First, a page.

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Every game you go to you will hear people use sport clichés such as “It ain’t over until it is over”. In the same way many assumptions of what youth sport should be have been proliferated across the United States between coaches and coaches, parents and parents, coaches and parents, as well as the media. Which of these assumptions is actually based on fact?
Coaches and scouts know how to and should find talented athletes at young ages.
The earlier you become an expert the better, you will have the upper hand and improve your chances of making collegiate and professional sport.
10 years, 10,000 hours to become an expertise – get them as soon as possible.
A champion at age 12 is going to be a champion at age 18 because they know how to win.
You have to have a crazy, over involved parent to develop a champion athlete.
Kids need to pick a sport and train with dedication to that one sport at an early age.
Losing often will destroy a player’s confidence; we need to make sure we protect our children’s self-esteem.
These kids are not motivated. You have to stay on them to motivate them.
Youth today only play for themselves, if they play sport at all. They are less interested in team than we were back in the day.
Many myths exist about developing athletic talent, motivating youth and getting the most of the youth sport experience. The purpose of this blog is to give you the facts based on science; not on popular opinion and surely not because a sports announcer said it was so! This blog will bust youth sport myths.
Every month I will grapple with a tough youth sport issue and shed light on what we know based on research, theory, and best practices. In the end I will provide the best recommendations possible and, at times, leave you with questions to reflect upon.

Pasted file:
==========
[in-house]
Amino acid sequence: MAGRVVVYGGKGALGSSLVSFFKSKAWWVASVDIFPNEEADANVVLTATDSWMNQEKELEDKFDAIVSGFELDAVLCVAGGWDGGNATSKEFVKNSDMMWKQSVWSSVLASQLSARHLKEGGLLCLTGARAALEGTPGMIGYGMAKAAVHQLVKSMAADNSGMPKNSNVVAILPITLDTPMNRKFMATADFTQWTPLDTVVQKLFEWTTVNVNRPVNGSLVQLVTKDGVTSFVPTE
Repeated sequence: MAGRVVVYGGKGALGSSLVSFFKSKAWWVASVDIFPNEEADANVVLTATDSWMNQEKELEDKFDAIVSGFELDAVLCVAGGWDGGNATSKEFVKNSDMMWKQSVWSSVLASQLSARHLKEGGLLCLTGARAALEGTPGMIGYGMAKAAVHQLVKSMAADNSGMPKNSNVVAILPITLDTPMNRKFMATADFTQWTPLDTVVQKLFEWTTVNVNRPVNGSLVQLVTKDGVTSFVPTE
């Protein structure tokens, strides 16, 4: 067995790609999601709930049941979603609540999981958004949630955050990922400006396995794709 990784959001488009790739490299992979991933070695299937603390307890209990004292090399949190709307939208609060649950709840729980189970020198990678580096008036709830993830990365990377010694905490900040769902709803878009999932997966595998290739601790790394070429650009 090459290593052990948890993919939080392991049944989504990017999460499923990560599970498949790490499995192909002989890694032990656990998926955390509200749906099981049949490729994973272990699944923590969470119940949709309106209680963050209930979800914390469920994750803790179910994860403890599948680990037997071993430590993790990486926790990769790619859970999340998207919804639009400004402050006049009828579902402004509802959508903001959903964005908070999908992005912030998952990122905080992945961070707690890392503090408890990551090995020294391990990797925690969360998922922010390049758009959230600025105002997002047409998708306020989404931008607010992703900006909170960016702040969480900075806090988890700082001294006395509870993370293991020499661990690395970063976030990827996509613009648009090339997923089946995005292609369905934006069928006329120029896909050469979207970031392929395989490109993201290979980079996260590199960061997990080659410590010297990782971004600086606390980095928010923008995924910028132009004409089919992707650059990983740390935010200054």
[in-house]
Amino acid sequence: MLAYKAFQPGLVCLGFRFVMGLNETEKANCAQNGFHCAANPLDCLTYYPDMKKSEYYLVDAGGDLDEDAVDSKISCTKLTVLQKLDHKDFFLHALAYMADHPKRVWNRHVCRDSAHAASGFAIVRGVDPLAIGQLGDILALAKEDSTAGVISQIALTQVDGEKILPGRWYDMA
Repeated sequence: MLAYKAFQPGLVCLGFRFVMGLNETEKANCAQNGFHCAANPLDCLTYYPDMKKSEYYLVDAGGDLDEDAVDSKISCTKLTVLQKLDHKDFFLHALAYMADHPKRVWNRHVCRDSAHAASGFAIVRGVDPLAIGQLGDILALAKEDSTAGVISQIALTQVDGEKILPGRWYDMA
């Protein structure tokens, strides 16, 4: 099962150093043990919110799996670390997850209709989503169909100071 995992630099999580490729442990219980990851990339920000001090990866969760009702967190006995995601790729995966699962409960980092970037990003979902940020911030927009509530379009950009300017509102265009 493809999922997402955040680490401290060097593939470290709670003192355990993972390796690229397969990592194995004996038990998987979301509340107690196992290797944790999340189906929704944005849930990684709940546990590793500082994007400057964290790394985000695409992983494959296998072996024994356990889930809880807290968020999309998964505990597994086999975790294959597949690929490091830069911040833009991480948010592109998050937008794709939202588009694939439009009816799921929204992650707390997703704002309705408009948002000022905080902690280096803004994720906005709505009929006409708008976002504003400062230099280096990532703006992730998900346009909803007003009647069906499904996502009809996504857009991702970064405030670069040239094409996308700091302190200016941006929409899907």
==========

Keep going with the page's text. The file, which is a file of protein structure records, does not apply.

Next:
For example, do you know when your youth sport athlete should specialize in one sport and stop participating in other sports? The answer is not as simple as the age of the athlete, but recent thought has been not before ages 14-15 as well meeting several other criteria (don’t worry this will be the focus of a future post).
This blog is not about how you develop a youth sport champion. While I will provide strategies for enhancing performance, my focus will be more on how the adults involved in youth sport can keep their involvement in perspective. What does this mean? Coaches and parents have a healthy, age-appropriate philosophy of involvement in sport.
So, please come back to this blog as we grapple with some of the toughest youth sport issues and provide answers that you can take back to your local community and share. And, thanks to the National Wrestling Coaches Association for this opportunity. Until the next post – be an informed coach and parent!
Larry Lauer, Ph D
Director of Coaching Education and Development
Institute for the Study of Youth Sports
Michigan State University
I see the specialization of youth sports from a different perspective, long term medical.